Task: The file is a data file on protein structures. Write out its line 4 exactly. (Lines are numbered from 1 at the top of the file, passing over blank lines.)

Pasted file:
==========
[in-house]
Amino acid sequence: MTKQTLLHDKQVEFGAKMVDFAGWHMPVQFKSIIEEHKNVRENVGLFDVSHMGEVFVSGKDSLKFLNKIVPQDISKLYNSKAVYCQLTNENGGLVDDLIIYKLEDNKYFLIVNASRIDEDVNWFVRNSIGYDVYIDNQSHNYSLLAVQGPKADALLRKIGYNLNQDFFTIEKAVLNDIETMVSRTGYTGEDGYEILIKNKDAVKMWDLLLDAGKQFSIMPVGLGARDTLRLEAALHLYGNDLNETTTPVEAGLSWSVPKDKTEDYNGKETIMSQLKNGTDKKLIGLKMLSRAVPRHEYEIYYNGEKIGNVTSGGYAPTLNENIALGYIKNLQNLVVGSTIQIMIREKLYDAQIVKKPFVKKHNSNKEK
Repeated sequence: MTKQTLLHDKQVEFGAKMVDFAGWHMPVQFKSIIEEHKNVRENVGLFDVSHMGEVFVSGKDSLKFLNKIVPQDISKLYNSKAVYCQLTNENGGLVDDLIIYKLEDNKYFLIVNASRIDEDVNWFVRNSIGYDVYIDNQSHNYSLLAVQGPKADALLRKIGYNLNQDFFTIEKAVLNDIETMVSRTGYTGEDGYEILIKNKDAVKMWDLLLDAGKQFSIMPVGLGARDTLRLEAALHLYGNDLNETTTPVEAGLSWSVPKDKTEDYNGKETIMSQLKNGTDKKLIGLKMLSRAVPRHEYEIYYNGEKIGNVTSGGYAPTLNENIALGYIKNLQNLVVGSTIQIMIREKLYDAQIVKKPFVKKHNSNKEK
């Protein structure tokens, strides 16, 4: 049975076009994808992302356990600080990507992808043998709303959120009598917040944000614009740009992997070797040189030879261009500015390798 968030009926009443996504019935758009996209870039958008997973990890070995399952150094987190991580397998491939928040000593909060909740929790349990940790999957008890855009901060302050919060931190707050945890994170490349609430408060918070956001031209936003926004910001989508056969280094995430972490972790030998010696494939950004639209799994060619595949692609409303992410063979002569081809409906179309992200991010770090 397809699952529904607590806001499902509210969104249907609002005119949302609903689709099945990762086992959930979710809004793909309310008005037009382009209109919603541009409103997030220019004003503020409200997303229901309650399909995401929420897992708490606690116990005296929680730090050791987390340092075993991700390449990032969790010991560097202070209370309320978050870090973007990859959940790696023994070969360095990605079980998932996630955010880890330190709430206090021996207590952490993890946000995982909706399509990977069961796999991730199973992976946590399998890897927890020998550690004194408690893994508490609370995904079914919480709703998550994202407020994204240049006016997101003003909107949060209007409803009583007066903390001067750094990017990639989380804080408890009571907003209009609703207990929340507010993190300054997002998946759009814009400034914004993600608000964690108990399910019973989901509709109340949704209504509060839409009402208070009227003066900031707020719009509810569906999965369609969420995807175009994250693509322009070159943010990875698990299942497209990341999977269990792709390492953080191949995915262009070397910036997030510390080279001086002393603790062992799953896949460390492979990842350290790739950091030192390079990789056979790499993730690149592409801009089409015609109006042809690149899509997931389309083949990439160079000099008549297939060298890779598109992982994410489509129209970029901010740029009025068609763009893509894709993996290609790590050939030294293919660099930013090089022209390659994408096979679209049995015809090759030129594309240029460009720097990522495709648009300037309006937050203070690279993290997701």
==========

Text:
């Protein structure tokens, strides 16, 4: 049975076009994808992302356990600080990507992808043998709303959120009598917040944000614009740009992997070797040189030879261009500015390798 968030009926009443996504019935758009996209870039958008997973990890070995399952150094987190991580397998491939928040000593909060909740929790349990940790999957008890855009901060302050919060931190707050945890994170490349609430408060918070956001031209936003926004910001989508056969280094995430972490972790030998010696494939950004639209799994060619595949692609409303992410063979002569081809409906179309992200991010770090 397809699952529904607590806001499902509210969104249907609002005119949302609903689709099945990762086992959930979710809004793909309310008005037009382009209109919603541009409103997030220019004003503020409200997303229901309650399909995401929420897992708490606690116990005296929680730090050791987390340092075993991700390449990032969790010991560097202070209370309320978050870090973007990859959940790696023994070969360095990605079980998932996630955010880890330190709430206090021996207590952490993890946000995982909706399509990977069961796999991730199973992976946590399998890897927890020998550690004194408690893994508490609370995904079914919480709703998550994202407020994204240049006016997101003003909107949060209007409803009583007066903390001067750094990017990639989380804080408890009571907003209009609703207990929340507010993190300054997002998946759009814009400034914004993600608000964690108990399910019973989901509709109340949704209504509060839409009402208070009227003066900031707020719009509810569906999965369609969420995807175009994250693509322009070159943010990875698990299942497209990341999977269990792709390492953080191949995915262009070397910036997030510390080279001086002393603790062992799953896949460390492979990842350290790739950091030192390079990789056979790499993730690149592409801009089409015609109006042809690149899509997931389309083949990439160079000099008549297939060298890779598109992982994410489509129209970029901010740029009025068609763009893509894709993996290609790590050939030294293919660099930013090089022209390659994408096979679209049995015809090759030129594309240029460009720097990522495709648009300037309006937050203070690279993290997701």